Now that we’re writing three full novels a year, plus a short story every month direct to ebook plus stories for a dozen or so anthologies a year, plus blog posts and a vigorous convention schedule, it would be impossible for me to do it all myself. Larry also does the covers for the ebook short stories in the Jonmarc Vahanian Adventures and the Deadly Curiosities Adventures. He keeps the web site events and excerpts updated and does the e-newsletter layout. He also handles all the graphic work needed to order bookmarks, posters, banners and other swag. I do most of the social media and blogging.

For now, I also make most of the convention appearances because we have a son in high school and two dogs, so someone has to be home to take care of them. But as the kids have gotten older, Larry has been able to attend more conventions with me as a panelist and vendor, and I suspect that will increase as time goes on. Larry also tracks all the ebook sales, no small endeavor across multiple platforms!

Probably the biggest negative to collaboration, at least with a husband and wife team, is that you’re never really away from the work. If you’re not writing or editing, you’re thinking about it. We have to make an point to have conversations that aren’t book-related. It can get a bit all-consuming. And while there’s nothing else I’d rather be doing, it’s still good to step away and take a break.

I know a lot of couples who own small businesses, and I wouldn’t say that our experience is really all that different in scope, although the particulars vary. When you’re partners in a small business, the work often intrudes on personal time. You think about and talk about the business and its customers all the time. One person travels while the other holds down the fort. We’re just lucky enough to do it with books!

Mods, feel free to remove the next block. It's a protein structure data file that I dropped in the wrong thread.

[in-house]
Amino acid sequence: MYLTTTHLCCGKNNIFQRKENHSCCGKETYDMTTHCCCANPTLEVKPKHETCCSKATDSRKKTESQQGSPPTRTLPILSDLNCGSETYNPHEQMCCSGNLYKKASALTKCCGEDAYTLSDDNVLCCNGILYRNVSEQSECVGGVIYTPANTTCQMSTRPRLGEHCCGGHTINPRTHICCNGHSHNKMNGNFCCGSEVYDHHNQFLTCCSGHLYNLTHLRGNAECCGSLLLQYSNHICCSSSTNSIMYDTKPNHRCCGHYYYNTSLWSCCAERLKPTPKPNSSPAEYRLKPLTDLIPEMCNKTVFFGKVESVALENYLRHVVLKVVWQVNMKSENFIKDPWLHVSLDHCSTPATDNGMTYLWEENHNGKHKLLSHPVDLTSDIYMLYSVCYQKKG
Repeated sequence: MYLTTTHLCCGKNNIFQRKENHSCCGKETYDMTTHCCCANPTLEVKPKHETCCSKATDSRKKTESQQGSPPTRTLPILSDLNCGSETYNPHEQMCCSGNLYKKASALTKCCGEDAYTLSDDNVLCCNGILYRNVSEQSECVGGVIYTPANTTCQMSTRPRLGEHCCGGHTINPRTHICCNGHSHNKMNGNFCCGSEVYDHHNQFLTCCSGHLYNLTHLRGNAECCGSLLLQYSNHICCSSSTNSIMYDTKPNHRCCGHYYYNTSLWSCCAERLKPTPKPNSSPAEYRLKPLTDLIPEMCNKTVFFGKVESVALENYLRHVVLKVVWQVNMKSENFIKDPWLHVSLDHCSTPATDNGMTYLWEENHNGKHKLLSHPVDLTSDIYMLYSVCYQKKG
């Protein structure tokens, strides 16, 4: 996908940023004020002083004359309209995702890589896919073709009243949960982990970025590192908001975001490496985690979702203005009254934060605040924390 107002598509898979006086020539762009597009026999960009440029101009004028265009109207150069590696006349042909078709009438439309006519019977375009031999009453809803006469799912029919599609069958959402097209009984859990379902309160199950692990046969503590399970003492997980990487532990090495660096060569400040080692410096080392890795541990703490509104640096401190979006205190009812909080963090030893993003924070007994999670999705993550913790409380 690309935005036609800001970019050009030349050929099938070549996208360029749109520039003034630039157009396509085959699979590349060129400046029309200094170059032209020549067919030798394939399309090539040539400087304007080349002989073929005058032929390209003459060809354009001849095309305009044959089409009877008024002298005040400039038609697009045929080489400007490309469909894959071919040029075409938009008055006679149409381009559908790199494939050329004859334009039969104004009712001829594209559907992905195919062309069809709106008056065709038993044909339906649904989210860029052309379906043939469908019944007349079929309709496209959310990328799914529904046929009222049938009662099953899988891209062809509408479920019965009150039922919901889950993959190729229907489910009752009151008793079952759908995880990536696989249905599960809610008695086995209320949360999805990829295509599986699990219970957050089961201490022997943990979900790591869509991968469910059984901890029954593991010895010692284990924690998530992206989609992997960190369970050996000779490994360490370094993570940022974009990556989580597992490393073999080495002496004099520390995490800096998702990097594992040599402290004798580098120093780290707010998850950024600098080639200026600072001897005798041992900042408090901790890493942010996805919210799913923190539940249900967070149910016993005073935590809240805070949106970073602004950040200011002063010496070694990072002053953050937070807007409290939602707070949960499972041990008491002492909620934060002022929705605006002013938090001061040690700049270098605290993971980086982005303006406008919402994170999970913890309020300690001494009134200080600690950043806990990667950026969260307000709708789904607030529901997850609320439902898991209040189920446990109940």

Check out my new Steampunk novel Iron and Blood, co-written with Larry N. Martin, set in an alternative history Pittsburgh in 1898. In stores July 7!

The Hawthorn Moon Sneak Peek Event includes book giveaways, free excerpts and readings, all-new guest blog posts and author Q&A on 28 awesome partner sites around the globe. For a full list of where to go to get the goodies, visit


1 Comment on [GUEST POST] Gail Z. Martin Gives Us the Inside Scoop on Co-Authoring

  1. Well said, Gail. Years ago I remember interviewing for a magazine a screenwriter who collaborated with his best friend on a number of screenplays which were pretty successful at the box office. I asked the question whether they considered their writing relationship 50/50? I’ll never forget his answer. He said, “no, not at all; everything was 100 per cent from both of them.”

    I wish you both well with ‘Iron and Blood’ and look forward to reading it.

Comments are closed.

%d bloggers like this: